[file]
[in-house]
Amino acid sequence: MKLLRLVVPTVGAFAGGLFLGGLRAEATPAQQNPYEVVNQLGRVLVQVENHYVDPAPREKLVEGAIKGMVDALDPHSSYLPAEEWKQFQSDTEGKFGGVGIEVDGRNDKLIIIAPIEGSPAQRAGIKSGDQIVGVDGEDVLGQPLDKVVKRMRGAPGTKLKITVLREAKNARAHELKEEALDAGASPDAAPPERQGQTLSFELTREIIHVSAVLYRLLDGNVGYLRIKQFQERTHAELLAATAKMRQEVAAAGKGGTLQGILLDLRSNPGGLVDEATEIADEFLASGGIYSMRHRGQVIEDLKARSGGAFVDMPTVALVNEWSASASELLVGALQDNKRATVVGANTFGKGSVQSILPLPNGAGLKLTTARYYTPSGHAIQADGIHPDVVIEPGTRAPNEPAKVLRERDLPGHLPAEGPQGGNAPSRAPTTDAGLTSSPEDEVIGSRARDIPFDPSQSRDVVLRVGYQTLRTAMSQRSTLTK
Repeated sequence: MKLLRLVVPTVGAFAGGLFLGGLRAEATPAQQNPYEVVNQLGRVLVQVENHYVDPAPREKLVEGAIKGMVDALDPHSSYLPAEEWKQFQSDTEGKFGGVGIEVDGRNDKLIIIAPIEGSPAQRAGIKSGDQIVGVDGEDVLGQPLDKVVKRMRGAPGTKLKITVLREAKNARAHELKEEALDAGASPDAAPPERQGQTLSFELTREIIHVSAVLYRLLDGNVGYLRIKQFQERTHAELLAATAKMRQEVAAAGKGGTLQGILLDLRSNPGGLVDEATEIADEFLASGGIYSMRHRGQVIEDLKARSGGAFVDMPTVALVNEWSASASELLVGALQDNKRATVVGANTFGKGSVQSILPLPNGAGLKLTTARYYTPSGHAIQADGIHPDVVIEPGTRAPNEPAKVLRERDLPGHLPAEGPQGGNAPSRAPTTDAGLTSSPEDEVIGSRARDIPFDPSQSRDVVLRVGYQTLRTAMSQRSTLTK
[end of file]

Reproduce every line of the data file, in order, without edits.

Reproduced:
[in-house]
Amino acid sequence: MKLLRLVVPTVGAFAGGLFLGGLRAEATPAQQNPYEVVNQLGRVLVQVENHYVDPAPREKLVEGAIKGMVDALDPHSSYLPAEEWKQFQSDTEGKFGGVGIEVDGRNDKLIIIAPIEGSPAQRAGIKSGDQIVGVDGEDVLGQPLDKVVKRMRGAPGTKLKITVLREAKNARAHELKEEALDAGASPDAAPPERQGQTLSFELTREIIHVSAVLYRLLDGNVGYLRIKQFQERTHAELLAATAKMRQEVAAAGKGGTLQGILLDLRSNPGGLVDEATEIADEFLASGGIYSMRHRGQVIEDLKARSGGAFVDMPTVALVNEWSASASELLVGALQDNKRATVVGANTFGKGSVQSILPLPNGAGLKLTTARYYTPSGHAIQADGIHPDVVIEPGTRAPNEPAKVLRERDLPGHLPAEGPQGGNAPSRAPTTDAGLTSSPEDEVIGSRARDIPFDPSQSRDVVLRVGYQTLRTAMSQRSTLTK
Repeated sequence: MKLLRLVVPTVGAFAGGLFLGGLRAEATPAQQNPYEVVNQLGRVLVQVENHYVDPAPREKLVEGAIKGMVDALDPHSSYLPAEEWKQFQSDTEGKFGGVGIEVDGRNDKLIIIAPIEGSPAQRAGIKSGDQIVGVDGEDVLGQPLDKVVKRMRGAPGTKLKITVLREAKNARAHELKEEALDAGASPDAAPPERQGQTLSFELTREIIHVSAVLYRLLDGNVGYLRIKQFQERTHAELLAATAKMRQEVAAAGKGGTLQGILLDLRSNPGGLVDEATEIADEFLASGGIYSMRHRGQVIEDLKARSGGAFVDMPTVALVNEWSASASELLVGALQDNKRATVVGANTFGKGSVQSILPLPNGAGLKLTTARYYTPSGHAIQADGIHPDVVIEPGTRAPNEPAKVLRERDLPGHLPAEGPQGGNAPSRAPTTDAGLTSSPEDEVIGSRARDIPFDPSQSRDVVLRVGYQTLRTAMSQRSTLTK